Belarusian economy-2015 risk factors: banking sector and wage growth

April 22, 2016 19:14

Amid slowdown in economic activity, Belarus has restored wage growth. Such a situation has occurred due to the National Bank’s measures aiming to stabilise the national currency. Further wage growth and potential problems in the banking sector due to asset quality deterioration may become the main domestic risk factors for the Belarusian economy in 2015. 

In early 2015, Belarus increased the share of the Russian rouble in the basket of currencies up to 40%, its strengthening therefore has led to wage growth from USD 400 to USD 450. Simultaneously, since early 2015, the economy has been reducing its debt in the national currency to the banking sector. Due to economic slowdown, businesses have lowered their demand for expensive loans and the population has reduced the volumes of consumer loans fearing of possible problems with repayments amid mass lay-offs at enterprises. 

The National Bank is the main culprit of such a trend. In order to reduce devaluation risks, the National Bank very swiftly lifted the restrictions on sales of foreign currency, which were in place during the devaluation. It also increased the cost of available resources in banks in order to support liquidity and, together with the government undertook measures to limit lending to a number of state programmes. All these actions have led to a stabilisation on the domestic currency market and of the national currency exchange rate; interest rates on deposits have ensured the outflow of rouble resources from the currency market; high interest rates on loans have hampered growth of lending to enterprises and encouraged repayment of earlier loans. 

Amid the upcoming presidential campaign in late 2015, wages in Belarus may continue to grow. As a result, the demand for foreign currency and consumer imports may increase. In addition, demand for domestic products on the domestic and external markets may decline due to deterioration of the competitiveness and increased costs. 

After the devaluation, the banking sector requires additional resources. Previously, half of the cash flow was through banks with Russian capital, which now have limited access to international financial markets. Due to deteriorating financial health of industrial enterprises, the volume of non-performing loans, which is already high, will swiftly increase. If creditors are unable to repay loans, banks might be unable to recover credit funds in full due to significantly exaggerated value of collateral assets. Amid the lack of funding and deterioration of the assets’ quality, any problem with customer service may lead to a collapse of some banks and the banking system as a whole. If so, the National Bank would support rouble obligations only and would be unable to repay foreign currency liabilities to depositors in full.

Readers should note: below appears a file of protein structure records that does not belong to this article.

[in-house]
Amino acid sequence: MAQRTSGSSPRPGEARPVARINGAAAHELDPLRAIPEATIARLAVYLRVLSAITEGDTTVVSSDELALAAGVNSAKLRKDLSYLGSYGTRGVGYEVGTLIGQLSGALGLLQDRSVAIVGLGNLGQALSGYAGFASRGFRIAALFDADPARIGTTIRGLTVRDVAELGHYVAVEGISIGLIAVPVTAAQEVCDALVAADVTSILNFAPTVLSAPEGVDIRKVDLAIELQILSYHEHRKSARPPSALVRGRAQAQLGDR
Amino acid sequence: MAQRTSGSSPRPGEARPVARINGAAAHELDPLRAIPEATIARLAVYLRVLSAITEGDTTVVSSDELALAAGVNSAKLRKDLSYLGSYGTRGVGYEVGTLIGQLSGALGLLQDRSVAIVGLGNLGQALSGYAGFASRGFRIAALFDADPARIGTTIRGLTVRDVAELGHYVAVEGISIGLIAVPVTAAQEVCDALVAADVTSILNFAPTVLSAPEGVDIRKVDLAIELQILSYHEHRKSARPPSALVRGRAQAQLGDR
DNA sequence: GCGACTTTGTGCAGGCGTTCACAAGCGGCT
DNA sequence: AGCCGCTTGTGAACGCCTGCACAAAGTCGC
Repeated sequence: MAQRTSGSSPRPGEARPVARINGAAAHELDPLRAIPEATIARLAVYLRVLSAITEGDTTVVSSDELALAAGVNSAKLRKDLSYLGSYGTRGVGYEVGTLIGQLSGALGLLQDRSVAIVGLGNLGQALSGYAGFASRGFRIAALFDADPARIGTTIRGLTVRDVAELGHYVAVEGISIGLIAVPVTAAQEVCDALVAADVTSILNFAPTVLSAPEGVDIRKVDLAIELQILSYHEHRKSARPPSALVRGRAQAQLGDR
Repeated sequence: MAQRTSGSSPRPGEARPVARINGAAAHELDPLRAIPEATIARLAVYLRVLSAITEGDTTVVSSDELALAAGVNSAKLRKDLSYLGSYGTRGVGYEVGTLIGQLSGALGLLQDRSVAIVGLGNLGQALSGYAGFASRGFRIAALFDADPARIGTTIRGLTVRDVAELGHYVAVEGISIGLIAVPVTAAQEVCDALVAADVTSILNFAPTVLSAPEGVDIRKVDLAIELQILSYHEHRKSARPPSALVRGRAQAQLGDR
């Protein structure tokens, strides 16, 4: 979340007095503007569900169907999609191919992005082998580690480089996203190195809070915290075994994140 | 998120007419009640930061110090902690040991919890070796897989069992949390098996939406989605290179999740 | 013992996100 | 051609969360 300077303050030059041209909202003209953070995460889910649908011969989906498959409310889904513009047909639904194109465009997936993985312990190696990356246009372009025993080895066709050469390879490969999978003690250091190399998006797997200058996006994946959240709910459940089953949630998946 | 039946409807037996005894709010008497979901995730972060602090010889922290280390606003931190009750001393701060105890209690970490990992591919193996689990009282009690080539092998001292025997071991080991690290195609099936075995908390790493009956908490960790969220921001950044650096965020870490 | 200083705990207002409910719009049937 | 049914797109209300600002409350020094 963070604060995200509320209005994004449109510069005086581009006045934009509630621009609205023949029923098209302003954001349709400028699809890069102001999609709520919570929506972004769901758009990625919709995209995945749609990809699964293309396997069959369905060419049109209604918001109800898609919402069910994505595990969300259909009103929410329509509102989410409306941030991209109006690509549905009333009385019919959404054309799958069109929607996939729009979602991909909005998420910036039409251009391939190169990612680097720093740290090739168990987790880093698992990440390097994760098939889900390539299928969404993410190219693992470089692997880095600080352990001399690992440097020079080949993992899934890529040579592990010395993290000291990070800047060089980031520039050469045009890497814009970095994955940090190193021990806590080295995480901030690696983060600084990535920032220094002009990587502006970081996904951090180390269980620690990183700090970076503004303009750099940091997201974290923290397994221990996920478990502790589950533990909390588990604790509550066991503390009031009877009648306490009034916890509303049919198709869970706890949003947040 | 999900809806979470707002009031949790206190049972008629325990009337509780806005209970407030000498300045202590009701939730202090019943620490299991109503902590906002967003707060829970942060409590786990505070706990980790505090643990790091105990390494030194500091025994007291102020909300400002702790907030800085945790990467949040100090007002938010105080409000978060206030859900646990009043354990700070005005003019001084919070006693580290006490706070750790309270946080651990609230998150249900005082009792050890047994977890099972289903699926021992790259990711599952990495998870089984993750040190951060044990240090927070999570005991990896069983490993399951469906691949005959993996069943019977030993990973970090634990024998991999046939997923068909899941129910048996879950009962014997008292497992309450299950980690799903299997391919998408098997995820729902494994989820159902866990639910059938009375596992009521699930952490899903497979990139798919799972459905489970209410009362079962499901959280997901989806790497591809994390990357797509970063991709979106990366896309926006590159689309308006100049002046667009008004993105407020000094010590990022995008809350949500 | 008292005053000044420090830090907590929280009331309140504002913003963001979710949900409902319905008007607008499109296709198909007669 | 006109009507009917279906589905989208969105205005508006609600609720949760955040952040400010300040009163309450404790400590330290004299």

The National Bank has managed to overcome the devaluation expectations swiftly, but created the preconditions for new economic problems to emerge. Wage growth and expected deterioration in asset quality in the banking system would be the main risk factors for the Belarusian economy in 2015.

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The Belarusian authorities have launched a discussion on the moratorium or abolition of the death penalty under the pressure of Belarusian human rights activists and international community. Apparently, the authorities are interested in monitoring public sentiments and response to the possible abolition of the capital punishment. The introduction of a moratorium on the death penalty would depend on the dynamics in Belarusian-European relations, efforts of the civil society organisations and Western capitals.

In Grodno last week, the possibility of abolishing the death penalty in Belarus or introducing a moratorium was discussed.

The Belarusian authorities are likely to continue to support the death penalty in Belarus. During his rule, President Lukashenka pardoned only one person, and courts sentenced to death more than 400 people since the early 1990s. Over the past year, Belarusian courts sentenced to death several persons and one person was executed.

There are no recent independent polls about people’s attitude about the death penalty in Belarus. Apparently, this issue is not a priority for the population. In many ways, public opinion about the abolition of the death penalty would depend on the tone of the state-owned media reports.

That said, the Belarusian Orthodox Church and the Roman-Catholic Church stand for the abolition of the capital punishment, however their efforts in this regard only limit to public statements about their stance. Simultaneously, the authorities could have influenced public opinion about the death penalty through a focused media campaign in the state media. As they did, for example, with the nuclear power plant construction in Astravets. Initially unpopular project of the NPP construction was broadly promoted in the state media, and eventually, according to independent pollsters, was accepted by most population.